Even if the former employee has the experience for the job position, there might be another person who can do better. You should also remember that job positions do change regarding their responsibility, which may put the former employee and the company at a disadvantage if they didn’t keep their skills and knowledge up to date.

It is a tough decision to make if you consider applying to a former employee for a job opening. There is always a reason why former employees leave, and you need to be careful in deciding whether to take them back in or not. If you see that they have improved and have the skills you are looking for, hire them and do your best to reduce their reasons to leave again. If you don’t see any improvement and you see a risk in getting them back, there are other talents you can consider.

It is always a balancing act in ensuring your workforce is happy and healthy. Here are some tips to guide you on how to do that:
Covid-19 Outbreak: What are Companies doing right by their employees
7 Career Conversations Good Bosses Have With Their Employees (Regularly!)
4 Employee Perks that Won’t Bust The Budget of SMEs

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18 replies on “Should You Rehire Former Employees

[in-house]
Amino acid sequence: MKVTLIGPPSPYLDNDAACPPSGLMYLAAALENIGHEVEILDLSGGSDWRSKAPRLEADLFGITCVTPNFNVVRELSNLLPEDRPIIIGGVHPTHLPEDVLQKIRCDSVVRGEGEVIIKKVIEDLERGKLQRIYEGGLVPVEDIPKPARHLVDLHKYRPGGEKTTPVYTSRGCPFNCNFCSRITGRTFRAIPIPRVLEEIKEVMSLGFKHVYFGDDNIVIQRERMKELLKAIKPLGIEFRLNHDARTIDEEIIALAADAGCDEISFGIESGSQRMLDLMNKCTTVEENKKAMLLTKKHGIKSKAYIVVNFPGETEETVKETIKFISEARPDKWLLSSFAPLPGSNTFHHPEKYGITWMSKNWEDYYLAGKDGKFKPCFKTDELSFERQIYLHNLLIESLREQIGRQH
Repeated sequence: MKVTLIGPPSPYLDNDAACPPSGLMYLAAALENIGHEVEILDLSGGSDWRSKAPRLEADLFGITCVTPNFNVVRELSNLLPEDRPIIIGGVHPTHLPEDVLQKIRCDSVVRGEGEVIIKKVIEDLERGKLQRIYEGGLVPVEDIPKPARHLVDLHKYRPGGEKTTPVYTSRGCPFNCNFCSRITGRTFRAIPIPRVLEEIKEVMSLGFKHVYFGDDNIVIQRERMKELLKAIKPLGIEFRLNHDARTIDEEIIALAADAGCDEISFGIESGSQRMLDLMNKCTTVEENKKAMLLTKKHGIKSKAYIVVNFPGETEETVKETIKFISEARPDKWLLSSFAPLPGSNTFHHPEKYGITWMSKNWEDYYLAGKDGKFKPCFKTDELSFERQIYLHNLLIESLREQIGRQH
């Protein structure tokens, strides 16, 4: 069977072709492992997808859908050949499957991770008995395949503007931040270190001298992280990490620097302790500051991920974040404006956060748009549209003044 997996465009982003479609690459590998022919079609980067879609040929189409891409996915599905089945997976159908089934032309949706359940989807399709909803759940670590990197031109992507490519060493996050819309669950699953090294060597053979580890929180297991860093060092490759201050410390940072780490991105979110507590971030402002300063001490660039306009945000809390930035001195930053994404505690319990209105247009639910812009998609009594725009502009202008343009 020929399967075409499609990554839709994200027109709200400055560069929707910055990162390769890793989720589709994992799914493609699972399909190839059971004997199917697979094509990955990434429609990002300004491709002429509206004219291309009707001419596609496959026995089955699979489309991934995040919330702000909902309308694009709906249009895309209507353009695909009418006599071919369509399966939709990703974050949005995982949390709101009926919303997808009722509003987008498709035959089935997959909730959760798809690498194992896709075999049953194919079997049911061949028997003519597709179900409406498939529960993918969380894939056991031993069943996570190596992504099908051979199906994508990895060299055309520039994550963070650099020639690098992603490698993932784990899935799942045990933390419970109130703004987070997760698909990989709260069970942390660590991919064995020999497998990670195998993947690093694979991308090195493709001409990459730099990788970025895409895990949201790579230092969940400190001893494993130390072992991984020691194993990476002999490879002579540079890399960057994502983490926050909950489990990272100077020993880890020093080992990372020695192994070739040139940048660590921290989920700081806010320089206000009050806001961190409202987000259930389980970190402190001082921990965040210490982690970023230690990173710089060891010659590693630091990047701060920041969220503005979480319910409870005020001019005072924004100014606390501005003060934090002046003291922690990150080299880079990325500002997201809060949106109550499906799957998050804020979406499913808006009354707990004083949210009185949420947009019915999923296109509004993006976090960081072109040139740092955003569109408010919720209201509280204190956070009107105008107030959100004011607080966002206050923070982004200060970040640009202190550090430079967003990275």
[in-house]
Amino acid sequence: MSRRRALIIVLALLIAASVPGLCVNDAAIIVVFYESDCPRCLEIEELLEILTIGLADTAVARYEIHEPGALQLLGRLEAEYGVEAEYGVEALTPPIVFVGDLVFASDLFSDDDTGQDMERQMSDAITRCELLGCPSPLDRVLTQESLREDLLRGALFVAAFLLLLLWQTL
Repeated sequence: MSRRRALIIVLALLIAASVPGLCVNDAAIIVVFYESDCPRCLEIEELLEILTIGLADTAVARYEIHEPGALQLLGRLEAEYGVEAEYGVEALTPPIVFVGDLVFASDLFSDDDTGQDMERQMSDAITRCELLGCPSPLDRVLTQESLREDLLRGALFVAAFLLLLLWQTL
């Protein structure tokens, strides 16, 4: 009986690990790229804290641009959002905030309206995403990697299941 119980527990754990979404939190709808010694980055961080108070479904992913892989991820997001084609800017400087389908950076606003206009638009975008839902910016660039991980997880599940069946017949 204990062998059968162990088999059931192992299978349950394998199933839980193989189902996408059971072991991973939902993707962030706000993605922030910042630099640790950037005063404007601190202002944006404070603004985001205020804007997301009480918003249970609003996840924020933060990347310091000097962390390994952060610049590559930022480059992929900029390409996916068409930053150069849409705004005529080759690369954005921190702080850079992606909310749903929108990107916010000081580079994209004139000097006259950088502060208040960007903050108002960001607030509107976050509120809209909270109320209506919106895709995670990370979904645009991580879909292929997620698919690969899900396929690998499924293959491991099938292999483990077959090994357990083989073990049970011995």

1. Nice pros and cons here. I myself have been rehired a couple of times, and have been blessed with a decent experience on those times. I don’t know how you maintain this workload of putting out quality work, it’s just amazing and inspiring, Kally!

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  2. I’ve rejoined a few former employers. In one instance I rejoined for a specific period, to get them through the busy period of the year. Other times I just went back to work.
    The real issue for me is the people. If there was someone I really couldn’t tolerate on the staff I wouldn’t accept any invitation to return.

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  3. I fired one of my senior execs once. She’d made a very serious mistake on one project. Put the project in peril. Problem was: she did not accept her responsibility. And she’d been with me for so long, she felt “safe”. So I fired her. She could not believe it.
    Six months later, she’d done a lot of introspection and asked if I would re-hire her. I said ok. 3 months trial. Just like a junior, with a pay cut for three months. She did fine and was fully reinstated. (At full pay)
    (Am I a mean Boss?)

    Liked by 1 person

    1. I don’t think you are a mean boss. You gave her a second chance to prove herself and she did. The problem wasn’t that she made a mistake. The problem was she wasn’t responsible. It’s an attitude issue that you manage to correct it for her.

      Liked by 1 person

          1. A sensei? Is there a word on Hokkien or Mandarin for that? I’m just getting old. The only advantage is that you accumulate experience most of which will soon be obsolete with techcnology.
            Do you miss corporate life? (I bet you do?)

            Liked by 1 person

          2. Sensei is a Japanese word for teacher/mentor. Shifu is the mandarin version of it. I do miss corporate life. It’s been 6 years away from it. Thinking of returning to it soon, maybe next year?